Whenever Margie Meyer leaves her Oak Avenue home, she always tries to avoid making a left turn onto Flanders Road due to the heavy traffic and speeding cars.
“Turning left onto Flanders [Road] sometimes feels like taking your life into your hands,” the Flanders resident said during an interview this week.
When she has no other choice, Ms. Meyer said it is not unusual for her to have to wait at least five minutes—if not longer—to simply merge onto the state highway, and that includes when she is simply trying to turn to the right and head toward Riverhead.
For those reasons, Ms. Meyer and other residents of her block, as well as those on nearby Longneck Boulevard, were thrilled to learn that the State Department of Transportation has agreed to install new traffic signals where both roads intersection with Flanders Road, possibly as early as this fall. Earlier this summer, the DOT announced that it intends to spend an estimated $10 million to repave the 6.2-mile stretch of Flanders Road from the Riverside traffic circle south to Bellows Pond Road in Hampton Bays.
DOT officials signed off on the two traffic signals earlier this month, following a round of surveys and studies, though the state agency has not yet confirmed when they will go up. Last week, a representative from the DOT explained that both intersections need to be surveyed to determine the exact locations for the poles and other equipment that will support the two lights. The representative did not know when the survey would be completed but presumed that it could happen sometime during the fall.
“It’s a great idea,” said Ms. Meyer, who lives with her son, Wayne, and her two grandchildren. Mr. Meyer said he often worries about his mother when she has to merge onto the busy highway. “There’s been too many deaths, too many injuries,” he said on Monday. “I’d definitely like to see the light installed, sooner rather than later.”
About 1.5 miles to the east, a second traffic signal will be installed where Flanders Road bisects Longneck Boulevard, where a bend in the highway creates a blind spot for drivers as they attempt to merge with traffic.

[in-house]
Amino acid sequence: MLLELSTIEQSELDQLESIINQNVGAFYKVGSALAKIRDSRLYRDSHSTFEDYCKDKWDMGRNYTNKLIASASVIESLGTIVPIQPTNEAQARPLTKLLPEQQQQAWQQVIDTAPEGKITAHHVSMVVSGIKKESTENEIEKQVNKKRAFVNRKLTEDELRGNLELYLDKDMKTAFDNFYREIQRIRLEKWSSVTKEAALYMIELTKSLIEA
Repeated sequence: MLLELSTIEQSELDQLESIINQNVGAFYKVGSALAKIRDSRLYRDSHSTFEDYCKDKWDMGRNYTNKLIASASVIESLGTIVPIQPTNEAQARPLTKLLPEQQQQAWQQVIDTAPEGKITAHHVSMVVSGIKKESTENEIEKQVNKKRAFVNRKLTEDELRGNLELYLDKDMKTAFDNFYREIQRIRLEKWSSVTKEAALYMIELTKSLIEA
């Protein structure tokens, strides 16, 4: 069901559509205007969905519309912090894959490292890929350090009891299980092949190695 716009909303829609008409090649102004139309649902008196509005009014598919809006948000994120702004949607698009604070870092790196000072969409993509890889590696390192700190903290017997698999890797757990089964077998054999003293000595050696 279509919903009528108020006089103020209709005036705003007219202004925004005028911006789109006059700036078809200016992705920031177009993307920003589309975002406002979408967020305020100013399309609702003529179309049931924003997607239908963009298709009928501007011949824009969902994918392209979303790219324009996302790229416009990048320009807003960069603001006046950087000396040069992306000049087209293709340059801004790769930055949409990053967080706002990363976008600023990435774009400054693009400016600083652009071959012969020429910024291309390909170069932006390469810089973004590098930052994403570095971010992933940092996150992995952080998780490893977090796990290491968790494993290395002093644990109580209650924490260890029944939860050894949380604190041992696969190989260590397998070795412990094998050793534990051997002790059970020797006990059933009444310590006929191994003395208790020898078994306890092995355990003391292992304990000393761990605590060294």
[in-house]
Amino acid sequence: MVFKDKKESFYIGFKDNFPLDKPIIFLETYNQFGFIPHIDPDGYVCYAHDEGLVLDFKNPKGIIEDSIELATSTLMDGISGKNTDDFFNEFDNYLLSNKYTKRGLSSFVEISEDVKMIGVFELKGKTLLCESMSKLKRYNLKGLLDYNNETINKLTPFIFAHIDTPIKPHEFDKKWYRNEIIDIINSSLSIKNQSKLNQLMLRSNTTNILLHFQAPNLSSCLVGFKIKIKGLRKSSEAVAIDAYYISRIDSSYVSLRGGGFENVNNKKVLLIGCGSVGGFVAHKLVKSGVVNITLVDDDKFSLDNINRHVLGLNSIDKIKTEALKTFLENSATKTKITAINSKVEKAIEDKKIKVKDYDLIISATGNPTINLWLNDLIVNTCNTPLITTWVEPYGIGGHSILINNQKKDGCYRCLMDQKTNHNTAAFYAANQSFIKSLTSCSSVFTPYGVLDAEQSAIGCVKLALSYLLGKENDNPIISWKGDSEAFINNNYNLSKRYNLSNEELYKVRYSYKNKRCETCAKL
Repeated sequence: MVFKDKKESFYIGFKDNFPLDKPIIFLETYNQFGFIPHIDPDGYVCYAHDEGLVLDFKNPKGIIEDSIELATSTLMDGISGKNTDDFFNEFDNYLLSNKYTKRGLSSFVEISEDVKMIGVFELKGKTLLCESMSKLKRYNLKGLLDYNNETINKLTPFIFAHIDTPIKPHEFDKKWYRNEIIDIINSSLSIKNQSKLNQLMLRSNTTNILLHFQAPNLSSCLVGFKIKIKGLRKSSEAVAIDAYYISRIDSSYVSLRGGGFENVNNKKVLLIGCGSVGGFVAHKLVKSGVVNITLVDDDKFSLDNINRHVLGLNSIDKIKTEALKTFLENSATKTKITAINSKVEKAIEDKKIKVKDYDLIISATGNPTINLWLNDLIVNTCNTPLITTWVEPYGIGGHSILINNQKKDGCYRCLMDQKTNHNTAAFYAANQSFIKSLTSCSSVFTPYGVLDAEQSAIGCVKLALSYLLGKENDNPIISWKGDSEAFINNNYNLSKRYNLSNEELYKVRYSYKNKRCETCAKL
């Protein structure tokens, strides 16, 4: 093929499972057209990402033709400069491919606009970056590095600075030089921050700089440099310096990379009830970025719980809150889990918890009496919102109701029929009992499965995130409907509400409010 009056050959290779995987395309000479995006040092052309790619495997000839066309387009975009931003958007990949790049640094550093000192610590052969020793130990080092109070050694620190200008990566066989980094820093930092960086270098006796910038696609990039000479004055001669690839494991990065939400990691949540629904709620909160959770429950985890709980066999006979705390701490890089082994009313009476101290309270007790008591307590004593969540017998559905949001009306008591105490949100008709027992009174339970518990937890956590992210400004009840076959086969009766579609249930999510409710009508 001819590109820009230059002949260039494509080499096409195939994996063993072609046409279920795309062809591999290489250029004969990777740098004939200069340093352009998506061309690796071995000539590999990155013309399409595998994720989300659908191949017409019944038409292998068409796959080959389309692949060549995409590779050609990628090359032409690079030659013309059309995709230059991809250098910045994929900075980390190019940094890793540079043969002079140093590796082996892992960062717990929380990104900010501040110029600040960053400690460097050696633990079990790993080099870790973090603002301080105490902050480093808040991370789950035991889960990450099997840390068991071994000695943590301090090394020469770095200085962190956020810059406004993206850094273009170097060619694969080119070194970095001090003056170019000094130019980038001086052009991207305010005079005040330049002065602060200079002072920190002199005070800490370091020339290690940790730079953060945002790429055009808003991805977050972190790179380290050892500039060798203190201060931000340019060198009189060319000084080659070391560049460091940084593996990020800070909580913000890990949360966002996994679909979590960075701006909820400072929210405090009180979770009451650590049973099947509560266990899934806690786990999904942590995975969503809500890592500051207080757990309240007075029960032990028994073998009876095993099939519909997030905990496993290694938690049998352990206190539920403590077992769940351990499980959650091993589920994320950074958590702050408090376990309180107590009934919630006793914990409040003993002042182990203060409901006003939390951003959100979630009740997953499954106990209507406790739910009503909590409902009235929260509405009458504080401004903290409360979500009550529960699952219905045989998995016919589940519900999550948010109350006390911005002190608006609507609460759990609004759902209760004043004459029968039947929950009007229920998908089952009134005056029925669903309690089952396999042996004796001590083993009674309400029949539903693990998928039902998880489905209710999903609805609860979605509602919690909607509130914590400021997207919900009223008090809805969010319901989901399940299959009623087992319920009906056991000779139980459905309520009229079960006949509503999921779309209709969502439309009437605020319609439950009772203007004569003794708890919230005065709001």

“I can’t wait,” said Renee Schaefer, who lives on Longneck Boulevard. “I’ve been waiting for years.”
Another hamlet resident, whose mother lives on Longneck Boulevard, said the news is a huge relief. “The intersections are so dangerous,” said John Oliver, who lives around the corner, on Royal Avenue in Flanders. “My mother has to make that turn, and there are people flying around the bend [on Flanders Road].”
The speed limit on Flanders road varies between 35 mph and 45 mph, though most of those interviewed said it is not unusual for drivers to travel well above those limits.
Mr. Oliver also pointed out that the presence of the USA Gas station on the corner of Longneck Boulevard poses as an additional hazard for drivers coming from the side street, because Flanders Road motorists “fly into the station and block the turning lane.”
Though residents of both streets said they support the DOT’s decision, most also expressed concern that the two signals could cause traffic delays.
“I just hope the light will be on a quick timer,” Ms. Meyer said. “Otherwise, there’s going to be backup in all directions.”
Mr. Oliver echoed her sentiments. “It’s long overdue, but in the summer especially I think traffic will back up for a while,” he said. “But it’s definitely worth it.”
Once they are installed, they will be the third and fourth traffic signals, respectively, to line the nearly 9-mile span of Flanders Road that runs from County Route 105 to the north to its southern terminus in Hampton Bays. Other signals are already up where the highway bisects Old Riverhead Road in Hampton Bays, and Bellows Pond Road on the Flanders-Hampton Bays border.
Residents of the community, particularly members of the Flanders, Riverside and Northampton Community Association, have been working with State Assemblyman Fred W. Thiele Jr. for about two years to get the DOT to survey traffic along Flanders Road.
Last week, Mr. Thiele’s office issued a press release noting that the curb ramps along Flanders Road between the traffic circle in Riverside and Bellows Pond Road in Hampton Bays will be repaired and upgraded, though not until the spring of 2016.
At the present time, there are sidewalks on both sides of the highway from the traffic circle to Old Quogue Road. Sidewalks continue on the south side of the street to Chauncey Road. On the north side, a sidewalk begins again at Pleasure Drive and runs east until just before Fanning Road.
A representative from the DOT said workers will repair and add new curb ramps in order to comply with the Americans with Disabilities Act. The DOT does not know how much that work will cost or how many curb ramps need to be installed. There are no plans to install additional sidewalks, however.